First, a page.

On the remote island of Rapa Nui (also known as Easter Island), the shark oil-based paintings of Cannibal Cave are often overlooked. But the mysterious site is worth the short, though treacherous, trek.
The native name for this site is Ana Kai Tangata, which loosely translates into “Cave Eat Man” and can be interpreted in several ways. It has been proposed that the cave’s name could mean “cave where men eat,” “cave that eats men,” or “cave where men are eaten.” Rapa Nui has a rich history of tribal warfare, resource depletion, spiritualism, and famine, so stories of cannibalism are common.
Visiting Cannibal Cave doesn’t have to be a time-consuming stop, but it is an amazing area to spend some time watching the waves roll in and break along the cliffs. As you descend the roughly carved steps down the steps, you’ll start to see ancient painted images of ships and sacred birds. A visit to the cave is made more poignant by the fact that the paintings are fading.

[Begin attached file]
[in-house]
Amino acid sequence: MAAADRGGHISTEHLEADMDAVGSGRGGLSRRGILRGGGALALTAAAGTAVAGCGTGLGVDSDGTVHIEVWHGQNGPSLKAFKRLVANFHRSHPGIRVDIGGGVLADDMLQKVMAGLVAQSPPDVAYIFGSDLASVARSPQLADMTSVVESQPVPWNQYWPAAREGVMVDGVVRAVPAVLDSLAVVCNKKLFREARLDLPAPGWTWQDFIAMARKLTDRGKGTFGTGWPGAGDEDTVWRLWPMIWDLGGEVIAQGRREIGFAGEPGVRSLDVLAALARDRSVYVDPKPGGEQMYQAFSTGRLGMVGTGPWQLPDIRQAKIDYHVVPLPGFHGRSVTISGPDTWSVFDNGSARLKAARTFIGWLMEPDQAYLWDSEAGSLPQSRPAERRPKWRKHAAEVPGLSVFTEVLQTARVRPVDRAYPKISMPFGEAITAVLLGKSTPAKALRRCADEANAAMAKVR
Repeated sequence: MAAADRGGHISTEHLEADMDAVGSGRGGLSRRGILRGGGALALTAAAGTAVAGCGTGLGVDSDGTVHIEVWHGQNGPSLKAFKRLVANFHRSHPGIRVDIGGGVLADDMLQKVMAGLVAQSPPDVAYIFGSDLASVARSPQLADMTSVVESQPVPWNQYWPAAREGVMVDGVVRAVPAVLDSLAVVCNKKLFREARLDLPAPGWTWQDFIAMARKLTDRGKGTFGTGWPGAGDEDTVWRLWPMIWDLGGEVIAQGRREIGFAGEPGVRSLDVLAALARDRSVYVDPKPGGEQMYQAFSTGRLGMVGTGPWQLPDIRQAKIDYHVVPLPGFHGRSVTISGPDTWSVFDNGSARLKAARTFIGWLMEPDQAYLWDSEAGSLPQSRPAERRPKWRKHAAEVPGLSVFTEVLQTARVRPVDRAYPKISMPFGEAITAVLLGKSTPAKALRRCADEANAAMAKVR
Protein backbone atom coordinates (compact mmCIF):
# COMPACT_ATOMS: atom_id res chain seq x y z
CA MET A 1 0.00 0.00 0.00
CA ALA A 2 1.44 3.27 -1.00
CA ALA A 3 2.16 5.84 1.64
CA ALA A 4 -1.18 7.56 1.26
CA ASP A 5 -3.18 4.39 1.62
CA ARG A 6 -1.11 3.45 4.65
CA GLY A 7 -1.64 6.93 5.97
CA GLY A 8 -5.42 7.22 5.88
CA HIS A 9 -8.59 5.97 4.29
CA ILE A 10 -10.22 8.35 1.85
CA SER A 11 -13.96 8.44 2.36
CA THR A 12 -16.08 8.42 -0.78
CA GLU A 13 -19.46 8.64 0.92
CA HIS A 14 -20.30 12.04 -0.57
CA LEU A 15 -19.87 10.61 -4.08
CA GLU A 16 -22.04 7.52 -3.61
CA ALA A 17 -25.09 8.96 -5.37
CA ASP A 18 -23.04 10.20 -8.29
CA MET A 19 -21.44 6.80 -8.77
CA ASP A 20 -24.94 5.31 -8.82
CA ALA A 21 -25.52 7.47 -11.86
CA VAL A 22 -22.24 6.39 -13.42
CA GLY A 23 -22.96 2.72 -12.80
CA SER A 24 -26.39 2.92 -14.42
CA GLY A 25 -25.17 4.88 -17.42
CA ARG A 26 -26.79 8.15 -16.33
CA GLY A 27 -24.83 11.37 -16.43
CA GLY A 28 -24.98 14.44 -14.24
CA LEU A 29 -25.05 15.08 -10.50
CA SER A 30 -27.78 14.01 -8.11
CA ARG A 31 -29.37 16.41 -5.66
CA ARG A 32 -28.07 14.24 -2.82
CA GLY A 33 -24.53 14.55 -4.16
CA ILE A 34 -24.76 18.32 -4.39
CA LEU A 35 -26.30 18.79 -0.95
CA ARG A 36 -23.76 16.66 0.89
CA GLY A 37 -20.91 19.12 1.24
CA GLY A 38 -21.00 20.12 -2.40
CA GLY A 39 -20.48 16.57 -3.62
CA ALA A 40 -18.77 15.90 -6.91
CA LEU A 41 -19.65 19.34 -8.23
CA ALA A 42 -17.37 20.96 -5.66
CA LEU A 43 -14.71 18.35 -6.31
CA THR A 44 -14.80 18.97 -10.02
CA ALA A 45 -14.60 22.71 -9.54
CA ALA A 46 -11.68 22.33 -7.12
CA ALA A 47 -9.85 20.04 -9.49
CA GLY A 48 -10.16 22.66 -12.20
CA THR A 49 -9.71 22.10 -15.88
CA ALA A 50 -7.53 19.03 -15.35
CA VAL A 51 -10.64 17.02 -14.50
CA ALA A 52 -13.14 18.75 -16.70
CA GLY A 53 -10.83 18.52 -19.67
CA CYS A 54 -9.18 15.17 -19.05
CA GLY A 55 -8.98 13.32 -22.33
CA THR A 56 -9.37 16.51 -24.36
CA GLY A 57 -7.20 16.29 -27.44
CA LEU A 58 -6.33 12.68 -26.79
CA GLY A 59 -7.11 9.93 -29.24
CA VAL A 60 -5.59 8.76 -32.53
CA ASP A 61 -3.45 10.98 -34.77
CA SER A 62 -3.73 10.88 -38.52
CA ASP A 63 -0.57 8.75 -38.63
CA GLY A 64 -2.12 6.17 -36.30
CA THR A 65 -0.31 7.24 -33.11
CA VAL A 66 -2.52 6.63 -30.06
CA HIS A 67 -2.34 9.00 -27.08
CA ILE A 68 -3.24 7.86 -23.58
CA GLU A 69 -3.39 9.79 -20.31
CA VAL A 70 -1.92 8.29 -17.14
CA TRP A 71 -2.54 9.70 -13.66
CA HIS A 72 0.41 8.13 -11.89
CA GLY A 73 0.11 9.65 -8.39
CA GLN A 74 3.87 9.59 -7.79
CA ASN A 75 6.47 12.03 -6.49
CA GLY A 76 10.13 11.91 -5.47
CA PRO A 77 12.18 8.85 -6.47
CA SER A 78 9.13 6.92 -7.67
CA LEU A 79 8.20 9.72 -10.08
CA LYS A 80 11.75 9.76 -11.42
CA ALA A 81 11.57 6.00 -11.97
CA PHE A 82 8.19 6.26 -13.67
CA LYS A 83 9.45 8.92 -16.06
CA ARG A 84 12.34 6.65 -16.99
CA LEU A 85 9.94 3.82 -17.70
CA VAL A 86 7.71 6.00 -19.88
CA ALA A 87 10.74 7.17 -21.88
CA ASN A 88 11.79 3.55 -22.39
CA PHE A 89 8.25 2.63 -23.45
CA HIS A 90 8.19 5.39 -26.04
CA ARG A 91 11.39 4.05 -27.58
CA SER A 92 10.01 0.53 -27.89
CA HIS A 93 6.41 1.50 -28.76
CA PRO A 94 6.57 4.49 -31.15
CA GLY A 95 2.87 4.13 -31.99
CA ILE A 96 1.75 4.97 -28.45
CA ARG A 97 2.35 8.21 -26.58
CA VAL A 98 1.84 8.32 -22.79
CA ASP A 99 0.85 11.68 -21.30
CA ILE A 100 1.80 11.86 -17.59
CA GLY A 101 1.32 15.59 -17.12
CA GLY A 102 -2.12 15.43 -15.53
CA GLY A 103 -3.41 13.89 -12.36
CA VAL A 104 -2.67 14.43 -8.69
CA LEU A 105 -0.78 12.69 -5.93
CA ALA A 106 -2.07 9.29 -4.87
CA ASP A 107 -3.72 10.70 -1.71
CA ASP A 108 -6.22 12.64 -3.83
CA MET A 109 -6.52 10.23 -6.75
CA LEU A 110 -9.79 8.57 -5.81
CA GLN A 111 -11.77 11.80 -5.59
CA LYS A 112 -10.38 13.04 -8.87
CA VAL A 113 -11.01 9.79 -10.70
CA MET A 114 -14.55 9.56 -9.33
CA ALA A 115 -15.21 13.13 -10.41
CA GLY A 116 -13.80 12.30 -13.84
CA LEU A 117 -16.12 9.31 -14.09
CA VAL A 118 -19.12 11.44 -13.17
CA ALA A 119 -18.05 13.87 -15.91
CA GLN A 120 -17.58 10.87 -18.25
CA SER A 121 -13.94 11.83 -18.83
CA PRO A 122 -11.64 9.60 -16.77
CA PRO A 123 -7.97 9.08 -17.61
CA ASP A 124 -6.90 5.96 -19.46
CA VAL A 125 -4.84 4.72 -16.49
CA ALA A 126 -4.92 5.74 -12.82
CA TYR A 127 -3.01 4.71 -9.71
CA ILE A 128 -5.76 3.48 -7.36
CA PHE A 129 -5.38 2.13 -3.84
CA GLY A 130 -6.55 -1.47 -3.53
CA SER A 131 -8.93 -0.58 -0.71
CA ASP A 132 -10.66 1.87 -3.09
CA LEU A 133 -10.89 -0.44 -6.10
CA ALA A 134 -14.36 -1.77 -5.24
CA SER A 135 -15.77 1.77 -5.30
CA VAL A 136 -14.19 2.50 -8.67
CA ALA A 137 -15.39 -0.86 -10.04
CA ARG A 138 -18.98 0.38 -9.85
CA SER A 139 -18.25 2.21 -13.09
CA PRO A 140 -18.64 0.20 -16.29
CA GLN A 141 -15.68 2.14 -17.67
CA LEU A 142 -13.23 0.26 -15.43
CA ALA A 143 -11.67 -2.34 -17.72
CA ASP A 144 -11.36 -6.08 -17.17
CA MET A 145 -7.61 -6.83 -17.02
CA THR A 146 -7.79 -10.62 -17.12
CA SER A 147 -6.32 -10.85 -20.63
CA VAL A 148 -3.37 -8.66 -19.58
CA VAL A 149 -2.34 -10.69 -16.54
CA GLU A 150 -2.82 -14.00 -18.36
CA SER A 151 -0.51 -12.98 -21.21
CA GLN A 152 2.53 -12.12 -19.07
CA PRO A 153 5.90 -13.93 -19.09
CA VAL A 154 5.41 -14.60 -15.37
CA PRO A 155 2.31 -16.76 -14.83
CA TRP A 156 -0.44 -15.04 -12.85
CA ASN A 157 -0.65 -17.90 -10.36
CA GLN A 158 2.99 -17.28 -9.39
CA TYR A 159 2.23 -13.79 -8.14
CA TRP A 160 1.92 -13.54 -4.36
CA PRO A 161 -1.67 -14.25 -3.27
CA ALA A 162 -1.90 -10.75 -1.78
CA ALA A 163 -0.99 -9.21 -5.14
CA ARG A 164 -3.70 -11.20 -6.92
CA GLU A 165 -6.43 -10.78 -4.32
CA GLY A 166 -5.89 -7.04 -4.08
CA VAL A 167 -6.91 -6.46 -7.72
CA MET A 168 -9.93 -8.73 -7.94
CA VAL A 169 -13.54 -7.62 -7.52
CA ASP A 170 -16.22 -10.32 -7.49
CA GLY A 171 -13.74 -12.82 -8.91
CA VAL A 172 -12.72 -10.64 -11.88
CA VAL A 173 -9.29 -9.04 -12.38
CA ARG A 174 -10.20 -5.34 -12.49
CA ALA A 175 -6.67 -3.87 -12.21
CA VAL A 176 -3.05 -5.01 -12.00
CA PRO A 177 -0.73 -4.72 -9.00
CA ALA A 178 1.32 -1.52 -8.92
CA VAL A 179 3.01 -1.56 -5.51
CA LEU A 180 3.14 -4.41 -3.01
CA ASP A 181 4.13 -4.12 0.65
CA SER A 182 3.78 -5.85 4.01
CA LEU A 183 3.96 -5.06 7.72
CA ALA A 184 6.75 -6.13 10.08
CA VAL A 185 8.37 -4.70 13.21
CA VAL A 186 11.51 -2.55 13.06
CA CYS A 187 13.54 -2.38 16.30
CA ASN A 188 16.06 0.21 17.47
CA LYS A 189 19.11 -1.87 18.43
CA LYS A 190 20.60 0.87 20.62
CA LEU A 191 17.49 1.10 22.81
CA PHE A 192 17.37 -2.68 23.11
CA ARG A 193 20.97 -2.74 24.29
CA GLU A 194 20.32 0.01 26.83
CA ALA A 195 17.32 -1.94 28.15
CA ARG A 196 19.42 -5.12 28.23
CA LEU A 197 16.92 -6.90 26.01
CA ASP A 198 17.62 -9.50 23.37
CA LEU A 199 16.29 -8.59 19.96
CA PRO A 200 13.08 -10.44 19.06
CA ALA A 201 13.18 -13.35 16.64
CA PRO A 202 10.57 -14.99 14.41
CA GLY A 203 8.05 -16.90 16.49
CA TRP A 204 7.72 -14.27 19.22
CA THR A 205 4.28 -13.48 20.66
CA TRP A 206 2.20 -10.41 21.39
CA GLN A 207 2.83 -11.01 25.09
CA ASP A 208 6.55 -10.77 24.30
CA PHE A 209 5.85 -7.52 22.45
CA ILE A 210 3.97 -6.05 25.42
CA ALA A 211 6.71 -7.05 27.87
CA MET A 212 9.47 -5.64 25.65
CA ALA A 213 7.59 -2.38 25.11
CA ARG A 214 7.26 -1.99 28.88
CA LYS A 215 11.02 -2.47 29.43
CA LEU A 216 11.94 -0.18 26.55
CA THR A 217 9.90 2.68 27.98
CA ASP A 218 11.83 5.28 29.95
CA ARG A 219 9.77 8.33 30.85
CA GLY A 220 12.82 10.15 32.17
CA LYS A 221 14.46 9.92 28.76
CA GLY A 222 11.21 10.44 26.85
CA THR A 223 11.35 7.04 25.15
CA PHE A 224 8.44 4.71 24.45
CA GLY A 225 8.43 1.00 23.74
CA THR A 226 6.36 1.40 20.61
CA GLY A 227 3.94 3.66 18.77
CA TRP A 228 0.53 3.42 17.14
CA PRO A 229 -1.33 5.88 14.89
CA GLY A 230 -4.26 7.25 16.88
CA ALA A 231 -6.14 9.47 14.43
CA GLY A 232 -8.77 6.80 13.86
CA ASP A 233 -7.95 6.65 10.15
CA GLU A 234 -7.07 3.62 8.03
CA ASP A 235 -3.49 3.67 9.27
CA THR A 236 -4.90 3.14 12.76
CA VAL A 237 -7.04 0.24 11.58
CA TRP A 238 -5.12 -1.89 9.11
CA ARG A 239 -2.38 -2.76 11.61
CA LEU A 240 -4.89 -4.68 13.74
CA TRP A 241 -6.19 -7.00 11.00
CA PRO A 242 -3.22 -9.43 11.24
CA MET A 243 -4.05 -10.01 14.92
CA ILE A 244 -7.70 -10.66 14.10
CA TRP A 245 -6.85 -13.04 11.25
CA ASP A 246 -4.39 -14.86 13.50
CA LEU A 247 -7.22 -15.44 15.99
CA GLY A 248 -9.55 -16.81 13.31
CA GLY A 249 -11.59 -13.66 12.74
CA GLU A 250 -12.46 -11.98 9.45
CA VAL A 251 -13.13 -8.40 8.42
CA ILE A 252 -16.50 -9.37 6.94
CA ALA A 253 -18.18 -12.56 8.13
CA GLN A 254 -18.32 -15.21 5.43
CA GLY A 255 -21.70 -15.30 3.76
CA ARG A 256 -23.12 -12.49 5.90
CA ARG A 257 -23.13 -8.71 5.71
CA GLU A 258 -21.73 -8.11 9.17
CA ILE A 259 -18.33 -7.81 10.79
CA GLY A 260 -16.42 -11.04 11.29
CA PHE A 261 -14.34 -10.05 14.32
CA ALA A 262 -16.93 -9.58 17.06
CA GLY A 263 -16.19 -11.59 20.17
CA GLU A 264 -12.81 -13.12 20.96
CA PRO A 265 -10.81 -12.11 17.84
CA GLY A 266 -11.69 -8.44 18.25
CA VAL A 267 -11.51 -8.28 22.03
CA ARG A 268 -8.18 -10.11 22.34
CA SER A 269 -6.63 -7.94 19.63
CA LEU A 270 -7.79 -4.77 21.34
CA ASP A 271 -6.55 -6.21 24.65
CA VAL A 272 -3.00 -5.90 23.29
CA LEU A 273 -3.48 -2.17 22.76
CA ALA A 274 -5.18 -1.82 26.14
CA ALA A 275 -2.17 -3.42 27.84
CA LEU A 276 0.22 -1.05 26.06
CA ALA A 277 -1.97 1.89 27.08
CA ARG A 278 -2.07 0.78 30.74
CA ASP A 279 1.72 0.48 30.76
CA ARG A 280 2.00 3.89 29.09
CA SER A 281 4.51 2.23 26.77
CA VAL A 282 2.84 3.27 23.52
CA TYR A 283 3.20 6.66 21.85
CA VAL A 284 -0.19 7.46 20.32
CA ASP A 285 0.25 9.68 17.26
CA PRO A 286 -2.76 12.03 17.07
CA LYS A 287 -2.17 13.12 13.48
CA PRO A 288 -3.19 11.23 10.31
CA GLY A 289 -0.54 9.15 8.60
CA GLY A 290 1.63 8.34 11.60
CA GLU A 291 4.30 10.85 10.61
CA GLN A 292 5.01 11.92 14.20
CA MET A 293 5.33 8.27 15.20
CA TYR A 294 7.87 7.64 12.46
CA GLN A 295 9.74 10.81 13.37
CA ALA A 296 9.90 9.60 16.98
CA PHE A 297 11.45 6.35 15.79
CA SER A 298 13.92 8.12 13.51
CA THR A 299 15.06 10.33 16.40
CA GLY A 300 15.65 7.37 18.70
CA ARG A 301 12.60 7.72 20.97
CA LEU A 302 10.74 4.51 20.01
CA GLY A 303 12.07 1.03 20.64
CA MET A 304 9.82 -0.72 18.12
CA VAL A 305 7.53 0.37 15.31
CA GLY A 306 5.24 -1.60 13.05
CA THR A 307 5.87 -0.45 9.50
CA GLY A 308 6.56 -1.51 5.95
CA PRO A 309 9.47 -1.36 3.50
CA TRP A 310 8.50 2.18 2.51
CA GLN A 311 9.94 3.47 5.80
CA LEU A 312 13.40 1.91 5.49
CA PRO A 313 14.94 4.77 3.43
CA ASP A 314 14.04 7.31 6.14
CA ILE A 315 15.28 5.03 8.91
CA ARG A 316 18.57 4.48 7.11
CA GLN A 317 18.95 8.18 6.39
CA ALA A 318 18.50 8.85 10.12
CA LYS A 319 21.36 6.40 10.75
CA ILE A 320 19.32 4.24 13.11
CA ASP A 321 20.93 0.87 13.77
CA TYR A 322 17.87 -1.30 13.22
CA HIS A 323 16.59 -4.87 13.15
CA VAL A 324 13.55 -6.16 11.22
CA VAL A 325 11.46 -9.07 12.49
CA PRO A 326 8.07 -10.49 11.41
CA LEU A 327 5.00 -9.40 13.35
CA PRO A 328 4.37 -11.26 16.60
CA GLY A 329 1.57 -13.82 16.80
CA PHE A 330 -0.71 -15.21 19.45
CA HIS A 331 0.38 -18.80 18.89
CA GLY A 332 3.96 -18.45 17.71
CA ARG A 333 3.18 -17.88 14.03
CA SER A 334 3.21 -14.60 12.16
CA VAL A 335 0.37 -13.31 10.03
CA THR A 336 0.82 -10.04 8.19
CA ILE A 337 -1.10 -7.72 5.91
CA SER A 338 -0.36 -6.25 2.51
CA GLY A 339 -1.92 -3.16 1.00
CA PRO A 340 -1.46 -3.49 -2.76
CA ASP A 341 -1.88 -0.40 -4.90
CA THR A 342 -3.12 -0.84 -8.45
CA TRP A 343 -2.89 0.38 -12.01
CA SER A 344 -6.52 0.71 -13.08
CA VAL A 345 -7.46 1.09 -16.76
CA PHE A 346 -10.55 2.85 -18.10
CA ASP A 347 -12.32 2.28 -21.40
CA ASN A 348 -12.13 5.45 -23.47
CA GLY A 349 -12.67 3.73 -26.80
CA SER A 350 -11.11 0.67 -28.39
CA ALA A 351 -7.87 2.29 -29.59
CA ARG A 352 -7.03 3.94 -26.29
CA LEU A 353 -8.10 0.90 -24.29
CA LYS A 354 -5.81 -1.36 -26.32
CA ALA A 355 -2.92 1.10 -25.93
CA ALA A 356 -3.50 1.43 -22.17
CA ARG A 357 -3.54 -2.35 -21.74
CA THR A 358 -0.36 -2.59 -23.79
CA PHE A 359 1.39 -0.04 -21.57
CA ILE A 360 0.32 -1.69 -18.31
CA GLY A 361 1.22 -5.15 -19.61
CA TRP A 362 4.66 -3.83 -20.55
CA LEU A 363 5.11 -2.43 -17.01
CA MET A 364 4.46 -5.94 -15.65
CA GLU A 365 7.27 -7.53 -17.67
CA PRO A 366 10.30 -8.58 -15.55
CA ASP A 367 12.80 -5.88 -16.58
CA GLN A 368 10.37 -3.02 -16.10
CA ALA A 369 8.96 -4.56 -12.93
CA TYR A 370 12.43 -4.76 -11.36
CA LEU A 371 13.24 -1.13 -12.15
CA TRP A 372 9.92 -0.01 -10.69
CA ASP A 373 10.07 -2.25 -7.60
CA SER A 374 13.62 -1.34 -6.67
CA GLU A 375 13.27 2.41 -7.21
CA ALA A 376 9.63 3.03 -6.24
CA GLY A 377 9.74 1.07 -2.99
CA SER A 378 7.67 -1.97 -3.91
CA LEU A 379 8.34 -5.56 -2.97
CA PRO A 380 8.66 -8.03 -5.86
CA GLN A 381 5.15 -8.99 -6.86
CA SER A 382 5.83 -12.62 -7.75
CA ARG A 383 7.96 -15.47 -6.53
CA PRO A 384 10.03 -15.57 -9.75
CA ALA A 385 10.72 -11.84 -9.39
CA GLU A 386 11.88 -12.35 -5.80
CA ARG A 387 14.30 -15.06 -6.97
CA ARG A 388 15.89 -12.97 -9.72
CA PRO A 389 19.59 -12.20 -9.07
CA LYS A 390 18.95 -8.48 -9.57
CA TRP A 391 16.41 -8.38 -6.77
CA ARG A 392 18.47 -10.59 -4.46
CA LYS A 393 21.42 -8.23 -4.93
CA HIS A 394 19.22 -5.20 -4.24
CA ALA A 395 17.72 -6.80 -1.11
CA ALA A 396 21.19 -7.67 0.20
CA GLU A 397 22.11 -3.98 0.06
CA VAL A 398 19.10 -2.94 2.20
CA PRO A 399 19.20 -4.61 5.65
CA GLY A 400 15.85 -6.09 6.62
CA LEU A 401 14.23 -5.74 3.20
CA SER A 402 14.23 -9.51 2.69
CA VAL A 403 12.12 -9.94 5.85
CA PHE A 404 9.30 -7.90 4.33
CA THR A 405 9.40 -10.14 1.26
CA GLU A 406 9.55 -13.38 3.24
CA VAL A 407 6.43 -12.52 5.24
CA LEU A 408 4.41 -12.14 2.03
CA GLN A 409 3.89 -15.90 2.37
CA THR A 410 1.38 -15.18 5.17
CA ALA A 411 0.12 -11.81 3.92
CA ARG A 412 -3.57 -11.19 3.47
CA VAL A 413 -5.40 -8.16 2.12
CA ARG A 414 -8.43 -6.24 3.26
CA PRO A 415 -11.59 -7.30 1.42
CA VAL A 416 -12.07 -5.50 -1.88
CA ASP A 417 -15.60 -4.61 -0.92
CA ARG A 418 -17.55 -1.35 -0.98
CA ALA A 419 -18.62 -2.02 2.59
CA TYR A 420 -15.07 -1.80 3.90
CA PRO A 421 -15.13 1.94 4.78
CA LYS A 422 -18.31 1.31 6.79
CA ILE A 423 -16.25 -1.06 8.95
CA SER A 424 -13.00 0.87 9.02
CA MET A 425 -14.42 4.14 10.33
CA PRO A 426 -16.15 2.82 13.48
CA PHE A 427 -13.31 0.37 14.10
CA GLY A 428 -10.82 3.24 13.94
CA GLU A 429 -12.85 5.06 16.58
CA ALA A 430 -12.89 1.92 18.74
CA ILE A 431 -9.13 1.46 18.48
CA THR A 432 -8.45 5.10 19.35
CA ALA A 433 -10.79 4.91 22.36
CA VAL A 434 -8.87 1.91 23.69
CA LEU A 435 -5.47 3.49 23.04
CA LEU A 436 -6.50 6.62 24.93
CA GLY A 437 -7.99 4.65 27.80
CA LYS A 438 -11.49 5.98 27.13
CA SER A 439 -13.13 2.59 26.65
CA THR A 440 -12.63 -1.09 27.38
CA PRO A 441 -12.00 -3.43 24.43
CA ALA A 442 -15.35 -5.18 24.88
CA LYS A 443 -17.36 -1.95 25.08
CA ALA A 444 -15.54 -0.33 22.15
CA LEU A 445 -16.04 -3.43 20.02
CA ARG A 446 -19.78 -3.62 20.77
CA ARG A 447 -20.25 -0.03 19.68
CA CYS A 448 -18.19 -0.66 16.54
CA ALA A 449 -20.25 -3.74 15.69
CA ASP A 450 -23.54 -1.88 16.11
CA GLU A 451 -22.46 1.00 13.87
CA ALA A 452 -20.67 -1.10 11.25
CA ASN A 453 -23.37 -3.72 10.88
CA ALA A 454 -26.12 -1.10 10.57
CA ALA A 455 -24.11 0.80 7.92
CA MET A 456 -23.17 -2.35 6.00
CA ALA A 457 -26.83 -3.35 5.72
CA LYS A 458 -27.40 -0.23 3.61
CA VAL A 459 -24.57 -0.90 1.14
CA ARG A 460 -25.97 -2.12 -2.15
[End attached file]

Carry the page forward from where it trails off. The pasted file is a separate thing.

There is also an “evil twin” of Cannibal Cave a few steps to the south that is inaccessible. The outcropping of volcanic rock that separates the two caves is an excellent vantage point for some breathtaking wave-watching. The ocean swells roll in and crash into the massive alcoves with impressive force and send cascades of frothy water along the walls and back into the crystal blue basin.
Seeing the power of the Pacific against the jagged coastline of this isolated and remote island gives a great perspective on the resilience of the Tangata Manu who swam the waters in their ritualistic competitions.
Know Before You Go
There is a small parking lot along Policarpo Toro, which is the road leading up to the Orongo Volcano and some wooden signs guiding the way to the cave.